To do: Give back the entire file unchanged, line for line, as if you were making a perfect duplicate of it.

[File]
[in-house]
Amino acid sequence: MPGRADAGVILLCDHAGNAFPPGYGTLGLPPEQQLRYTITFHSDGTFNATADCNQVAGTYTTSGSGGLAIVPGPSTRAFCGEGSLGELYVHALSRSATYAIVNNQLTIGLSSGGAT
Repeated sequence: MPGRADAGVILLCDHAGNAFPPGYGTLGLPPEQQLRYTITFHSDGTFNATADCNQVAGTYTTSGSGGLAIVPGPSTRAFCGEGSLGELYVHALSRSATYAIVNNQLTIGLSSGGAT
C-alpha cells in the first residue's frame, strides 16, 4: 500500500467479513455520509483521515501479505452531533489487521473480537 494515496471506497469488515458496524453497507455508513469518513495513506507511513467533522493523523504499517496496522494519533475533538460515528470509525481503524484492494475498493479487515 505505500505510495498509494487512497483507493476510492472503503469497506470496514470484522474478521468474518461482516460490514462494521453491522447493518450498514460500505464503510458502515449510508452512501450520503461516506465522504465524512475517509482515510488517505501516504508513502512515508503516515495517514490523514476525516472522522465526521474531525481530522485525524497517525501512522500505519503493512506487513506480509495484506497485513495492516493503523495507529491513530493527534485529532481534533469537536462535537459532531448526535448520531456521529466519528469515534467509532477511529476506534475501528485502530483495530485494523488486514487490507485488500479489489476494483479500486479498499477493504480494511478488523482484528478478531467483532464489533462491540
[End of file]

[in-house]
Amino acid sequence: MPGRADAGVILLCDHAGNAFPPGYGTLGLPPEQQLRYTITFHSDGTFNATADCNQVAGTYTTSGSGGLAIVPGPSTRAFCGEGSLGELYVHALSRSATYAIVNNQLTIGLSSGGAT
Repeated sequence: MPGRADAGVILLCDHAGNAFPPGYGTLGLPPEQQLRYTITFHSDGTFNATADCNQVAGTYTTSGSGGLAIVPGPSTRAFCGEGSLGELYVHALSRSATYAIVNNQLTIGLSSGGAT
C-alpha cells in the first residue's frame, strides 16, 4: 500500500467479513455520509483521515501479505452531533489487521473480537 494515496471506497469488515458496524453497507455508513469518513495513506507511513467533522493523523504499517496496522494519533475533538460515528470509525481503524484492494475498493479487515 505505500505510495498509494487512497483507493476510492472503503469497506470496514470484522474478521468474518461482516460490514462494521453491522447493518450498514460500505464503510458502515449510508452512501450520503461516506465522504465524512475517509482515510488517505501516504508513502512515508503516515495517514490523514476525516472522522465526521474531525481530522485525524497517525501512522500505519503493512506487513506480509495484506497485513495492516493503523495507529491513530493527534485529532481534533469537536462535537459532531448526535448520531456521529466519528469515534467509532477511529476506534475501528485502530483495530485494523488486514487490507485488500479489489476494483479500486479498499477493504480494511478488523482484528478478531467483532464489533462491540